Much has been written about the unique personality of USC Trojans head coach Pete Carroll. We know he takes walks through the ghetto in the middle of the night, hands out his cell phone number to random people on the street, and believes in the power of Twitter and positive thinking in order to WIN FOREVER. He’s an unorthodox man whose smile can brighten up all of southern California and whose personality is powerful enough to build a college football powerhouse.
But one thing Pete Carroll cannot do is hire “consultants” to circumvent NCAA limitations on coaching hires. This, however, is exactly what the NCAA alleges that he did last season when he hired veteran NFL coach Pete Rodriguez to “consult” his special teams units and report back to the head coach. That, not coincidentally, is exactly what a coach does. And it’s why they’re in a bit of a pickle.
The restrictions are in place as an attempt to level the playing field in college, a quaint and somewhat laughable notion. The idea is that limiting all schools to the same number of coaches will prevent wealthy programs like USC from hiring eleventy billion high-priced coaches to recruit around the clock and WIN FOREVER. USC, naturally, denied any wrongdoing according to the LOS ANGELES TIMES:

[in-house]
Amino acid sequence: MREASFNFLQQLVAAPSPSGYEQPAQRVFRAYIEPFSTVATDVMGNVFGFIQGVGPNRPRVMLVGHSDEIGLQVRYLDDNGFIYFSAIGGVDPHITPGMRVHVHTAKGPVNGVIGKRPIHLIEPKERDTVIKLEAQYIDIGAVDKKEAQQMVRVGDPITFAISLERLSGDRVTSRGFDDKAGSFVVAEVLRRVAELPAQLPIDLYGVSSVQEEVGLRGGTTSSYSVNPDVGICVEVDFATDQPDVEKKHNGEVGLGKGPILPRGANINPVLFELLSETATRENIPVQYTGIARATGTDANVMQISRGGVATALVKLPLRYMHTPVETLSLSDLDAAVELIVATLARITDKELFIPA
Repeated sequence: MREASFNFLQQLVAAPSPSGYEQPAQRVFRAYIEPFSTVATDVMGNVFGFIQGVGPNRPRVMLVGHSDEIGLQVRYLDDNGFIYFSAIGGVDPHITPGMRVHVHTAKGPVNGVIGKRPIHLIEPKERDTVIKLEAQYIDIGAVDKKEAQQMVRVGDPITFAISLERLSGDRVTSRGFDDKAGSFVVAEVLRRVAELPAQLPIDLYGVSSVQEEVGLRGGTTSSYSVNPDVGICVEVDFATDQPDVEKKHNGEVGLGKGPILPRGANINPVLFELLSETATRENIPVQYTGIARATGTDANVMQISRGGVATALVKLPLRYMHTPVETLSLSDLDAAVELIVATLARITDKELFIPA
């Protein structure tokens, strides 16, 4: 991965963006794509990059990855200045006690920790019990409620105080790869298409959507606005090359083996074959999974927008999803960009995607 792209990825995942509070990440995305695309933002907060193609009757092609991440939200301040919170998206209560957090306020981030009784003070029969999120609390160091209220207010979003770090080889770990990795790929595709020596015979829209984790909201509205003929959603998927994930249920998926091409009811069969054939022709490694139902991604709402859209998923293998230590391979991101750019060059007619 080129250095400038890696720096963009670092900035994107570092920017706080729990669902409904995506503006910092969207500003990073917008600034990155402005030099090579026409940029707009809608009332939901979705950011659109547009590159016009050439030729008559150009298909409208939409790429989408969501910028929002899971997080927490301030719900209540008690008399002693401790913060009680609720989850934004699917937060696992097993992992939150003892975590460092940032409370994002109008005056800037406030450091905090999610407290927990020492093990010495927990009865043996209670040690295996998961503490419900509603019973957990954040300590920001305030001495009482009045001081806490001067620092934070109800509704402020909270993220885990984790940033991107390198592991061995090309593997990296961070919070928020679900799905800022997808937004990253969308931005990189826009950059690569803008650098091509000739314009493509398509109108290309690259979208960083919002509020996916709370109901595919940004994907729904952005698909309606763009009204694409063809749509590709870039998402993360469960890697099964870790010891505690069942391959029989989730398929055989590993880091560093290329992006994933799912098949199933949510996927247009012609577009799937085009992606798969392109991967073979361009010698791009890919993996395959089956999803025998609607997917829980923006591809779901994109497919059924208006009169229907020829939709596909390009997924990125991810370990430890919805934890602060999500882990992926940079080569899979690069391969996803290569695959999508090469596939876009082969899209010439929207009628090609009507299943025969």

“This is something that we have gone through all the proper channels a long time ago to make sure that we were doing the right thing and all that,” Carroll said at Pacific 10 Conference media day. “We’ve documented it.”
Carroll declined to specify what Rodriguez did in his role, but said the former NFL coach was within the parameters of NCAA rules.
“We stuck with what we [how] understood it and interpret it,” Carroll said. “We tried to do everything exactly the right way.”
Carroll confirmed that Alex Gibbs and other coaches with NFL experience have served as consultants during his tenure at USC, but he declined to name them.
But NCAA investigator J. Brent Clark disagrees, USC gets another little black mark in the NCAA’s neverending investigation, and life continues as usual. Why shouldn’t a team be able to bring in whoever they want in an effort to improve? Colleges bring in consultants and special position coaches all the time to work with players one-on-one, and it’s perfectly within the NCAA’s guidelines. But put that former NFL coach at an official team practice and it’s illegal? We don’t usually miss an opportunity to kick USC athletics down a notch whenever possible, but this is just another example of the NCAA’s obsolescence.